New yokozuna Terunofuji maintained his one-win lead at the Autumn Grand Sumo Tournament on Saturday, while No. 10 maegashira Myogiryu won to ensure the title race will go down to the final day.
Terunofuji (12-2) is on the verge of crowning his debut tournament as a yokozuna with his fifth career title after repelling a stubborn challenge from ozeki Takakeisho (8-6) at Ryogoku Kokugikan during the penultimate day of the 15-day meet.
Takakeisho, whose form was in doubt earlier this month after a neck injury suffered at July’s grand tournament, showed indications he is back in form with his powerful charges prior to getting a deep right underarm belt grip.
Ditching his tried-and-tested thrusting assault, however, allowed Terunofuji to grab his favored left overarm grip. Once in that position, the yokozuna was relentless, swiveling his rival around the raised ring before flinging him to the clay with an overarm throw.
The Mongolian-born Terunofuji has made an unprecedented career comeback after knee injuries and other health issues caused him to drop from the second-highest rank of ozeki to the fifth-tier division.
No. 11 Endo (10-4) was the first of the three wrestlers starting the day with three losses to take the dohyō, but fell to a thrust down from komusubi Ichinojo (8-6), who secured a winning record with his fifth straight victory.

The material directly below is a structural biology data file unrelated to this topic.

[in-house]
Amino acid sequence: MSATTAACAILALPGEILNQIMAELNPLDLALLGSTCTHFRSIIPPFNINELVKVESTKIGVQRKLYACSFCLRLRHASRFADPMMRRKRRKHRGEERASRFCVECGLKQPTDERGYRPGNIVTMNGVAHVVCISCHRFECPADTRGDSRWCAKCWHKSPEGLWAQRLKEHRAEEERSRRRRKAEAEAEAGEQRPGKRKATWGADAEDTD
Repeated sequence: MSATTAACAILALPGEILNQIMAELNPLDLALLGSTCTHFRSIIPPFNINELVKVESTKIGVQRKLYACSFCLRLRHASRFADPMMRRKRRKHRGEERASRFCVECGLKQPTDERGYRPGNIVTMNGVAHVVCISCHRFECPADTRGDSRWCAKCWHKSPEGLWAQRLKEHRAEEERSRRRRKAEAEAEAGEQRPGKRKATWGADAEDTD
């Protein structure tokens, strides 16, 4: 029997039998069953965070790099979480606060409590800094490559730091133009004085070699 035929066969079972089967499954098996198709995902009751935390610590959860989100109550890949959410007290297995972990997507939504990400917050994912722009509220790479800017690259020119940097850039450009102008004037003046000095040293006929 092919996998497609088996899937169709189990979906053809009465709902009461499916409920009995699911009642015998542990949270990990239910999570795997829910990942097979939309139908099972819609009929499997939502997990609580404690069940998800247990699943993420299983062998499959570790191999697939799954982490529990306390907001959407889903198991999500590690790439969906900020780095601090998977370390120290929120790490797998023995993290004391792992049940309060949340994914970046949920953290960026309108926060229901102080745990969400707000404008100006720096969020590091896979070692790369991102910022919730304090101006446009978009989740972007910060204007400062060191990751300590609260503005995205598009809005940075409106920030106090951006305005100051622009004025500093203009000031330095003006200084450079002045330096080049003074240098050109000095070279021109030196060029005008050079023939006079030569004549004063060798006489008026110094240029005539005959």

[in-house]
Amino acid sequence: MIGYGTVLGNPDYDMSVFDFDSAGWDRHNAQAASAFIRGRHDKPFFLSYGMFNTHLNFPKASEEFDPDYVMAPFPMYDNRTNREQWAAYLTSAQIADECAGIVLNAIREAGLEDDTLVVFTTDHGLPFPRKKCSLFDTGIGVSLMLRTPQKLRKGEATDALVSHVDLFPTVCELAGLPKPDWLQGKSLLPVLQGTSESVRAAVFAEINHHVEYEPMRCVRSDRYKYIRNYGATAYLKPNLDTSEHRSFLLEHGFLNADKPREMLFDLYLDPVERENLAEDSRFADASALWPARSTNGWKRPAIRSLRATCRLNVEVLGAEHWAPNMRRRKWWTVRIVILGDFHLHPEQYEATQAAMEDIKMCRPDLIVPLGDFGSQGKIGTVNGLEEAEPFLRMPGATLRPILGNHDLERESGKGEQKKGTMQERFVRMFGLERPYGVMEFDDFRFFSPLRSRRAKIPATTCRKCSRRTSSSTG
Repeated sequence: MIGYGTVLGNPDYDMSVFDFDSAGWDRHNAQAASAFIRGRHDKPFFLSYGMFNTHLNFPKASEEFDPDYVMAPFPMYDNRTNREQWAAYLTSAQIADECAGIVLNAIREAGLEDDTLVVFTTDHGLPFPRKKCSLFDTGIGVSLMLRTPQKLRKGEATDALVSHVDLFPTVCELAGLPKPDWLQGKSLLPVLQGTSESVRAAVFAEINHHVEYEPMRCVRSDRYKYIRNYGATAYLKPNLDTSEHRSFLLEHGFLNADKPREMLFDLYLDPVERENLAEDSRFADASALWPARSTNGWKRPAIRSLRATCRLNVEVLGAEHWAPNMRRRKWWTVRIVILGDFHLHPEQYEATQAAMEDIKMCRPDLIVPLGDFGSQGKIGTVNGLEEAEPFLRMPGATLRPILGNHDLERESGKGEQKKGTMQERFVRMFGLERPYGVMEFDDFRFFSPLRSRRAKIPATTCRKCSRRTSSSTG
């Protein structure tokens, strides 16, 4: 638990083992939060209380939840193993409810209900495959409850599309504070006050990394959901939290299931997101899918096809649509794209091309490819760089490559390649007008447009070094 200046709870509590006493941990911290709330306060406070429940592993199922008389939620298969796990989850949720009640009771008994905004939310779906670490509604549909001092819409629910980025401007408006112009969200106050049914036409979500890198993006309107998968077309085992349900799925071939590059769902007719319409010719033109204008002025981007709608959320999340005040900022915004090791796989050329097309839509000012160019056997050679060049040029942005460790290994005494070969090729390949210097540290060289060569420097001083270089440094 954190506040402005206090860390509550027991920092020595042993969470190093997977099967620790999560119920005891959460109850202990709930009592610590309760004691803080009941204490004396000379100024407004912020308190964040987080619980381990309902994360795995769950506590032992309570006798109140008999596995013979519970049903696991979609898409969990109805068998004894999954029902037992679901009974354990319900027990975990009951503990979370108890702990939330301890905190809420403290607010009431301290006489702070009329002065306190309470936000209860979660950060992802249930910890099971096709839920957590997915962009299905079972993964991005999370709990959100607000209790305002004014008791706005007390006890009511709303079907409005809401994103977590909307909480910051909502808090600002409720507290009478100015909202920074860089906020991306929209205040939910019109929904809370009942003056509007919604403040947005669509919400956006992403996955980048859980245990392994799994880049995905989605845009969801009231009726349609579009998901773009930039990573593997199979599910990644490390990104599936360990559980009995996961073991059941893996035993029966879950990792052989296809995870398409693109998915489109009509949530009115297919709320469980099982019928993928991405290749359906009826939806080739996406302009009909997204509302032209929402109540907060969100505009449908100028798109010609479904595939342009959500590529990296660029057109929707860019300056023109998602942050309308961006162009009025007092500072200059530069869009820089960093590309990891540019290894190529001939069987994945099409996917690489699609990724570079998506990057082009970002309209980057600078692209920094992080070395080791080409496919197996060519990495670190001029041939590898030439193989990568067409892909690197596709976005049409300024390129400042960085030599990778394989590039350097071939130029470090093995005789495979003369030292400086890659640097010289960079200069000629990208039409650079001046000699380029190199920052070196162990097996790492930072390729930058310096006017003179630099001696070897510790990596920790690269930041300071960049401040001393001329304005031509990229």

Endo was rattled by an opening slap to the face by the giant Mongolian and failed to get his footing right as Ichinojo quickly stepped aside and sent the title contender to the sandy surface.
No. 6 Onosho (10-4) also fell, with new sekiwake Meisei (7-7) thrusting down the former komusubi straight from the initial charge and keeping his hopes alive for a winning record in the ancient sport’s third-highest rank.
No. 10 Myogiryu (11-3), however, spoiled any hopes Terunofuji might have had of wrapping up the championship with a day to spare. The veteran maegashira swiftly grabbed the front of Shodai’s belt with both hands in an emphatic force-out win, his second straight over an ozeki after beating Takakeisho on Friday. Shodai fell to 8-6.
A former sekiwake, Myogiryu has never won the Emperor’s Cup in his career.
Sekiwake Mitakeumi (8-6) missed his chance to reach 10 wins at the tournament, losing to No. 8 Okinoumi (10-4), with the maegashira earning a solid win with an overarm throw.
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